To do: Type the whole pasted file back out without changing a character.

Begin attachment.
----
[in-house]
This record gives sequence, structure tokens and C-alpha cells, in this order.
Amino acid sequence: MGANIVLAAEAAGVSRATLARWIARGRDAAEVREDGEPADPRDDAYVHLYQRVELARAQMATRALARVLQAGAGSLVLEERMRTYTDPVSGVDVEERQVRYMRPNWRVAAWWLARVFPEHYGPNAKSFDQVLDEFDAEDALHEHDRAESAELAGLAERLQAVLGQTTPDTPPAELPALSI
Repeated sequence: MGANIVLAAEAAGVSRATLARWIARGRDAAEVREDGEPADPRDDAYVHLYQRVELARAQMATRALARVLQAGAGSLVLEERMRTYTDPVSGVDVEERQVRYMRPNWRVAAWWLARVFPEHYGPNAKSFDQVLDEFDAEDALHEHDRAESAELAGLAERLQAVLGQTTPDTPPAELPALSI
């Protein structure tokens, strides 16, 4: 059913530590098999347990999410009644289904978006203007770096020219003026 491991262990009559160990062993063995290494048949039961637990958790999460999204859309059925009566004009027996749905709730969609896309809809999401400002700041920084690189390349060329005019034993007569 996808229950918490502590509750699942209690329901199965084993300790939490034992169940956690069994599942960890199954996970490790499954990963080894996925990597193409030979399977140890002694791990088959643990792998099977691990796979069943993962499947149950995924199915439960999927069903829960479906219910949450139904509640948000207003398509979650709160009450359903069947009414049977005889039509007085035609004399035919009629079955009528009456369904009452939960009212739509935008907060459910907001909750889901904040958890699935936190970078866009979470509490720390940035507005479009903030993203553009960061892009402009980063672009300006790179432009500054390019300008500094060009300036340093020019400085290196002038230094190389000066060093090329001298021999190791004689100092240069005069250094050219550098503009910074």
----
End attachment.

[in-house]
This record gives sequence, structure tokens and C-alpha cells, in this order.
Amino acid sequence: MGANIVLAAEAAGVSRATLARWIARGRDAAEVREDGEPADPRDDAYVHLYQRVELARAQMATRALARVLQAGAGSLVLEERMRTYTDPVSGVDVEERQVRYMRPNWRVAAWWLARVFPEHYGPNAKSFDQVLDEFDAEDALHEHDRAESAELAGLAERLQAVLGQTTPDTPPAELPALSI
Repeated sequence: MGANIVLAAEAAGVSRATLARWIARGRDAAEVREDGEPADPRDDAYVHLYQRVELARAQMATRALARVLQAGAGSLVLEERMRTYTDPVSGVDVEERQVRYMRPNWRVAAWWLARVFPEHYGPNAKSFDQVLDEFDAEDALHEHDRAESAELAGLAERLQAVLGQTTPDTPPAELPALSI
């Protein structure tokens, strides 16, 4: 059913530590098999347990999410009644289904978006203007770096020219003026 491991262990009559160990062993063995290494048949039961637990958790999460999204859309059925009566004009027996749905709730969609896309809809999401400002700041920084690189390349060329005019034993007569 996808229950918490502590509750699942209690329901199965084993300790939490034992169940956690069994599942960890199954996970490790499954990963080894996925990597193409030979399977140890002694791990088959643990792998099977691990796979069943993962499947149950995924199915439960999927069903829960479906219910949450139904509640948000207003398509979650709160009450359903069947009414049977005889039509007085035609004399035919009629079955009528009456369904009452939960009212739509935008907060459910907001909750889901904040958890699935936190970078866009979470509490720390940035507005479009903030993203553009960061892009402009980063672009300006790179432009500054390019300008500094060009300036340093020019400085290196002038230094190389000066060093090329001298021999190791004689100092240069005069250094050219550098503009910074």